While attempting to avoid the usual defense of Cincy Jungle's stories and perspectives in a FanPost that appeared more therapeutic for the community, one questioned our avoidance of blaming the coaching staff, citing the team's three consecutive passes called at the end of the game. Granted, I come from the school where players are the ones that execute the plays but there are times when the coaching staff deserves their share of criticism -- like the play-calling at the end of the first half against Chicago.
The comment asked why we didn't point out the team's final three plays from Cincinnati's eight-yard line that resulted in the Bengals loss in overtime against the Dolphins. Yes, yes. Why talk about a game nine days old with the Ravens on tap Sunday? That's what we're going to do here, so click away if you're looking forward instead of behind.
Why did the Bengals pass three straight times during the final series of overtime against Miami? By this point in the game, Giovani Bernard had left with a rib injury and BenJarvus Green-Ellis had only gained four yards on three carries in overtime. Overtime scenarios are tricky and the Bengals couldn't risk conceding the possession just because they were inside their own ten -- otherwise you flip the field for Miami, who only needs one or two plays to get into position for a game-winning field goal. Those are the thoughts while the game is happening, not nine days afterward.
But is that the fault of the coaching staff or the offensive line that didn't protect Andy Dalton? Maybe more credit should be given to Miami?
On first down from the Bengals eight-yard line with under seven minutes remaining in overtime, Dalton is in shotgun with the Dolphins rushing six -- including both inside linebackers, who ran an "X stunt". With Cedric Peerman and Jermaine Gresham heading off into their routes, the Bengals lost the numbers game with more rushers than protectors. As a result, Philip Wheeler had a free shot on Dalton.
Dalton, with Wheeler approaching from the middle, stepped back and released the football. There were options, including Green's hook route five yards off the line of scrimmage. Did he quit the route? Did Dalton think Green was continuing on a square-in route instead of the curl? Did Green think it was going to Jermaine Gresham? Or was the throw just un-catchable with Dalton trying to get rid of the football?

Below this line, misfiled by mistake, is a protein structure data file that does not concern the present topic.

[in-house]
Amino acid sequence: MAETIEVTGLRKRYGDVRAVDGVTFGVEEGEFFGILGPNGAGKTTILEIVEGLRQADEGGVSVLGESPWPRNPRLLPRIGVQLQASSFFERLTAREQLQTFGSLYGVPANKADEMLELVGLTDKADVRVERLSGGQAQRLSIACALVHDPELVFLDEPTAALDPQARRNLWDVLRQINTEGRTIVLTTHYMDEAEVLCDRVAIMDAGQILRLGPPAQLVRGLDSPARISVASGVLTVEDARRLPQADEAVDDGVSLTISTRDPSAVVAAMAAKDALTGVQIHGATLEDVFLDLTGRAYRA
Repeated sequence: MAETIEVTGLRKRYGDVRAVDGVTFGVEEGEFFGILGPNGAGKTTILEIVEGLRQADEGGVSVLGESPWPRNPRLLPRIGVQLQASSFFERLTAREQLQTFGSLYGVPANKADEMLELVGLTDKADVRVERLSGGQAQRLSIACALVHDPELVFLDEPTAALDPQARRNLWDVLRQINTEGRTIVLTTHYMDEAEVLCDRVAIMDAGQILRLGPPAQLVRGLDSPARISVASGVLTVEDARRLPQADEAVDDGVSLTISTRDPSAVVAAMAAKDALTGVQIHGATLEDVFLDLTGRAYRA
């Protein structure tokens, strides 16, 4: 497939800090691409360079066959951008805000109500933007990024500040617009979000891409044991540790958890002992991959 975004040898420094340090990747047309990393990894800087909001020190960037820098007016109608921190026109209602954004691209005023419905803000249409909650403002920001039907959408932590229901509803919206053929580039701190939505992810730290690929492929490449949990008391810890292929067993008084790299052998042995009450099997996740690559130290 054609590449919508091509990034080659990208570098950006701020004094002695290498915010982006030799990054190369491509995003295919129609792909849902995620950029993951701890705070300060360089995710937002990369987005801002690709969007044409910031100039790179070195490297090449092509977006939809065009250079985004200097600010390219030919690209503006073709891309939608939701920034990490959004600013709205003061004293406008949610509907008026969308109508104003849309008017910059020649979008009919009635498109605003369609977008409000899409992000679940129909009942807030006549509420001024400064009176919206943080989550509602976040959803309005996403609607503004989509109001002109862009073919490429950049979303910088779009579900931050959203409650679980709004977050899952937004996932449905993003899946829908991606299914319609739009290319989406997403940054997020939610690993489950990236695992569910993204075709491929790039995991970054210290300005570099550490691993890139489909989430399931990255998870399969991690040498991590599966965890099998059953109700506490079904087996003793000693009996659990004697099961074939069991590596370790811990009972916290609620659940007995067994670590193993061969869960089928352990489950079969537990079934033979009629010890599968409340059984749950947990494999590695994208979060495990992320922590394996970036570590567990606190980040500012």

The basic issue here is that the play being called only kept five in for protection against the Dolphins six-man blitz. Normally that's a recipe for a big play, but it's a huge risk from inside your own ten yard-line.
One second down, the Bengals called a six-man protection (keeping Peerman in) while the Dolphins had single-coverage on the outside receivers.
If Green is single-coverage on a go-route, that's your target. There's no debate there. Plus, Dalton didn't have another option -- Tyler Eifert and Jermaine Gresham were covered underneath and Green is the best option on this team in single-coverage.
Yet, Green tripped (or got his feet tangled) on the route and fell down.
This setup a third down and ten from the eight-yard line. Miami overloaded a blitz on Cincinnati's right side, but the Bengals accounted for that and initially the pass protection was good with the scheme perfectly countering Miami's blitz.
Unfortunately, Cameron Wake beat Kevin Zeitler and recorded the game-winning sack that gave Miami the 22-20 win. Should Zeitler's defeat be blamed on the coaching staff? The scheme worked and the blitz was neutralized. When players don't execute the plays, the coaching staff can receive only so much criticism.